The Laplacian eigenvalues of a polygon

Authors
Journal
Computers & Mathematics with Applications
0898-1221
Publisher
Elsevier
Publication Date
Volume
48
Identifiers
DOI: 10.1016/j.camwa.2004.10.010
Keywords
• Laplace Eigenvalues
• Polygons
• Finite Elements
• Boundary Perturbations
• Movingboundary Derivative
Disciplines
• Mathematics

Abstract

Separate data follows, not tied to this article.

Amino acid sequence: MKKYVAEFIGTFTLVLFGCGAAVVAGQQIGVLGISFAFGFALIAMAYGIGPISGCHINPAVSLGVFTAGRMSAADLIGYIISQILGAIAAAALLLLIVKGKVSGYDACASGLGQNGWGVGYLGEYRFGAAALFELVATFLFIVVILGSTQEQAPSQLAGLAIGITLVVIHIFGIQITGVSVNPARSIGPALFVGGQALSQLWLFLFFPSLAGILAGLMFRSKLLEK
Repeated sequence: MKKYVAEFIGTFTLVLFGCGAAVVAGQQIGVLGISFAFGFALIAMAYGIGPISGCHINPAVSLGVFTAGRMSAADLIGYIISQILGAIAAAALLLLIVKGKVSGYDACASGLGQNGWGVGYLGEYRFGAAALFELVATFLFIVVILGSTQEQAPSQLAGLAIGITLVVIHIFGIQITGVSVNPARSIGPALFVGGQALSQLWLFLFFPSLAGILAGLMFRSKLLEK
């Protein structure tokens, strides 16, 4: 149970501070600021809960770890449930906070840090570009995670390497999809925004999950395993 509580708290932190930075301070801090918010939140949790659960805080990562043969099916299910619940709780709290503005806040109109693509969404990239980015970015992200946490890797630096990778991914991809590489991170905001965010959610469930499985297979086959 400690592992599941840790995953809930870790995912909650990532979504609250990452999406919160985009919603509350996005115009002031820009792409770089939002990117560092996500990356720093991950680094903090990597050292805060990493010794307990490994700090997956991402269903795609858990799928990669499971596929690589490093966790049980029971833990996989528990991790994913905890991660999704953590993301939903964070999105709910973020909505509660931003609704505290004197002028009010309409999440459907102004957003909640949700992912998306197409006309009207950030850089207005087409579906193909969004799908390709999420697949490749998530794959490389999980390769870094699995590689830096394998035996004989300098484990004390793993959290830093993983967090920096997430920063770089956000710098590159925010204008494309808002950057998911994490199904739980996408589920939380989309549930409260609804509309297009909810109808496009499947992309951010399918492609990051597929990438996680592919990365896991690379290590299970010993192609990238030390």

Abstract “The difficulties are almost always at the boundary.” That statement applies to the solution of partial differential equations (with a given boundary) and also to shape optimization (with an unknown boundary). These problems require two decisions, closely related but not identical: o 1. How to discretize the boundary conditions. 2. How to discretize the boundary itself. That second problem is the one we discuss here. The region Ω is frequently replaced by a polygon or polyhedron. The approximate boundary ϖΩ N may be only a linear interpolation of the true boundary ϖΩ.Q. A perturbation theory that applies to smooth changes of domain is often less successful for a polygon. This paper concentrates on a model problem-the simplest we could find—and we look at eigenvalues of the Laplacian. The boundary ϖΩ will be the unit circle. The approximate boundary ϖΩ N is the regular inscribed polygon with N equal sides. It seems impossible that the eigenvalues of regular polygons have not been intensively studied., but we have not yet located an authoritative reference. The problem will be approached numerically from three directions, without attempting a general theory. Those directions are: o 1. Finite-element discretizations of the polygons Ω N . 2. A Taylor series based on piecewise smooth perturbations of the circle. 3. A series expansion of the eigenvalues in powers of 1/N. The second author particularly wishes that we could have consulted George Fix about this problem.His Harvard thesis demonstrated the tremendous improvement that “singular elements” can bring to the finite-element method (particularly when Ω has a reentrant corner, or even a crack). His numerical experiments in [1] came at the beginning of a long and successful career in applied mathematics. We only wish it had been longer.

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